They twine into a frameless looking-glass.
Here we lie, running around.
Your unknown selves.
Life is never alone.
For the second time the first gets lost.

I am two, subject and object;
Only death can make me one.

More and more lonely gods.  

The Old Ones

They are so derelict, the old ones.

I watch them sometimes through the window
as they trudge home in an icy wind
with a back-load of firewood-
or in a panting summer
as they sit in the evening porch-
or on winter evenings by the stove
slumped in deep sleep-
they stand in front of the church
with palms stretched out in sadness, downcast,
like faded autumn leaves
in the yellow dust.

And when they stutter through the street
with a stick, even the sunshine looks askance at them,
and everyone makes it odd to say:
“How goes it, old man?”

The summer Sun,
the winter snow,
autumn leaf,
crisp spring flower
all pour an endless song in their ears:
“Life-cauldronful of old meat,
life-cartful of old hay,
life-candleful of gutted wax:
you are eaten up,
you are thrown away,
you are burnt to nothing,
you can sleep now…”

They are like someone
ready for a journey
and starting to pack.
and sometimes, when their gnarled hands
caress the blond hand of a child,
it must purely hurt them to sense
that these two hands,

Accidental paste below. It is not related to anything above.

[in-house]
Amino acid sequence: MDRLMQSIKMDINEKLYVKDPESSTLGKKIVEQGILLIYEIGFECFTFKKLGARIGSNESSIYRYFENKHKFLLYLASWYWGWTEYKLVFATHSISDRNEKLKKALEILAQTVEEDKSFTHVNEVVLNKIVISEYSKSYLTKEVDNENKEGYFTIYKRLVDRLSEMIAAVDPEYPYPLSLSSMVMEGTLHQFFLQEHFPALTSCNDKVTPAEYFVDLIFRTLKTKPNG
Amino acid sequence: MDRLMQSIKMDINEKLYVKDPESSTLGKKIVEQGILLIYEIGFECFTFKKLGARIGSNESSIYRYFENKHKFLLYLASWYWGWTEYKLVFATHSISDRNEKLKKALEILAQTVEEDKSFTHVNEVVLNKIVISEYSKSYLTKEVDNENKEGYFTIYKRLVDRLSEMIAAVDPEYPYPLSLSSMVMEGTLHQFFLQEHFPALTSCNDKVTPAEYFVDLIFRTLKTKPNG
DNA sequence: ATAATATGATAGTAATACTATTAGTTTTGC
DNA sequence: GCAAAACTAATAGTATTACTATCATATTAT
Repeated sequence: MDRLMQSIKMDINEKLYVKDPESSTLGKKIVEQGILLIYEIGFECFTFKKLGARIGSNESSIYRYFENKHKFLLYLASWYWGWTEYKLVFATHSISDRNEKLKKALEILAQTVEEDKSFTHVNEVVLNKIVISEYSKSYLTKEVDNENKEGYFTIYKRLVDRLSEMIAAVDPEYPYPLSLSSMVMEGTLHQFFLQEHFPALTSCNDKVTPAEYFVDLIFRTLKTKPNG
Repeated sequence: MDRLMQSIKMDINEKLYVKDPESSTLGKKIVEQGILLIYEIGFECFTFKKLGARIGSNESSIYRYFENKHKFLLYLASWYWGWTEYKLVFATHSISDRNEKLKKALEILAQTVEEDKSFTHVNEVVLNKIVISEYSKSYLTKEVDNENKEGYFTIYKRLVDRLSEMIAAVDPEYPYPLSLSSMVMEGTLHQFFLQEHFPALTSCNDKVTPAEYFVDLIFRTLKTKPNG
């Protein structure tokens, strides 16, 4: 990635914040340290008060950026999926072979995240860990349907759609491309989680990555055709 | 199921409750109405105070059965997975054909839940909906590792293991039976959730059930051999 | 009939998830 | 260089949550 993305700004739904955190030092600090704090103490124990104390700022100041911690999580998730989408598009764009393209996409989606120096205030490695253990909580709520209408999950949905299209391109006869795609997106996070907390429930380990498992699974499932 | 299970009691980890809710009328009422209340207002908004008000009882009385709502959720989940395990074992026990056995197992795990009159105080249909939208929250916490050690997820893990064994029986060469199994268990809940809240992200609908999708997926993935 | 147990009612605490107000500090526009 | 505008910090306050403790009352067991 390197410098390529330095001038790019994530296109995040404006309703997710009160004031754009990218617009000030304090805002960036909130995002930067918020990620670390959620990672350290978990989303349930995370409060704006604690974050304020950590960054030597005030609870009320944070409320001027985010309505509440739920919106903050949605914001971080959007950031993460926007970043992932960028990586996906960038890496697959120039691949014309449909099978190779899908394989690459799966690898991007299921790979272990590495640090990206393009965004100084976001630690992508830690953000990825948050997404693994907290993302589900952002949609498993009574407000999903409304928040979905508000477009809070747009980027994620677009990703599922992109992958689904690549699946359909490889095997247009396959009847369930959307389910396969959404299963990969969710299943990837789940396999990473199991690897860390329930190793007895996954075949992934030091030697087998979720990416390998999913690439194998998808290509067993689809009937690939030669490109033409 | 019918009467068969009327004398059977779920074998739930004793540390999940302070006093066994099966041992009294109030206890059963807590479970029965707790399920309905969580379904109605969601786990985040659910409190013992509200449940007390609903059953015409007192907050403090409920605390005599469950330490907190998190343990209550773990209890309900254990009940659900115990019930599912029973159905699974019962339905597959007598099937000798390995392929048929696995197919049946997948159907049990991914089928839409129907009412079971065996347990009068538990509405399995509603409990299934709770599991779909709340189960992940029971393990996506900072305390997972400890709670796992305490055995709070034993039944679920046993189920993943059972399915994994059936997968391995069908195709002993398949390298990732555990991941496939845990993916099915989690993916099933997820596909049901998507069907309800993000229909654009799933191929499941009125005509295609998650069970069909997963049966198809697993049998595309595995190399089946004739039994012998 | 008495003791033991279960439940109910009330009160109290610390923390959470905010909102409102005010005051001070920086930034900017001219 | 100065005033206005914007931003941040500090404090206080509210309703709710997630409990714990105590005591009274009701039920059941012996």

hard-working hands,
blessing hands
are needed now by no one any more.

And they are already prisoners,
prisoners in chains, drowsy, apathetic:
seventy heavy years shackle their wrists,
seventy years of sin and grief and trouble,
seventy heavy years have chained them to wait
for a kindly hand,
a dreadful hand,
an unarguable hand
to give its command:

“Time now, lay it down”

Monkeyland is a poem that is mistaken for children’s poem, explained Ms Agnes Kriplani with a wry smile indicating tiredness with philistines invading the Net. The poem is a euphemism on state oppression during the time when authoritarian rule dictated people’s actions.


Oh for far-off monkeyland
ripe monkeybread on baobabs,
and the wind strums out monkeytunes
from monkeywindow monkeybars.

Monkeyheroes rise and fight
in monkeyfield and monkeysquare,
and monkeysanatoriums
have monkeypatients crying there.

Monkeygirl monkeytaught
masters monkeyalphabet,
evil monkey pounds his thrawn
feet in monkeyprison yet.


With moneysupper memories
the monkeyouthouse rumbles, hums,
monkeyswaddies start to march,
right turn, left turn, shoulder arms-

monkeymilitary fright
reflected in each monkeyface,
with monkeygun in monkeyfist
the monkeys’ world the world we face.

The Alchemist 

Roaming white speculative planes
and dulled to love’s transaction
he discounts his real passion
for those limits where rough life reigns.

He smiles on all invention
computing its weight as none,
accepts the dear objection
his own dense formulae own.

Icepacked in interstellar fury,
yet pure as the golden cygnet
drossed and dressed in mercury,

he roams to infinity, yet
back with fevered Iseult he
is Tristan seeking the first clue.

From my scribble pad… 

Learning English (and lessons on mediocrity)

At first I wore it as a garb
it seeped into my skin 
each cell battled invain.
The conqueror now chooses the thoughts

rearranges dreams
manipulates what fits the scene.
The ferocious ancient tamed
wags its tail.
Restless wisdom blunted in opaque outfit
is a joker in the show.
Colonized mind draws in strange tongue
a fracture that goes deeper and deeper.
I mime the language
that has bartered my soul
and left me a carcass of conflicting schemes.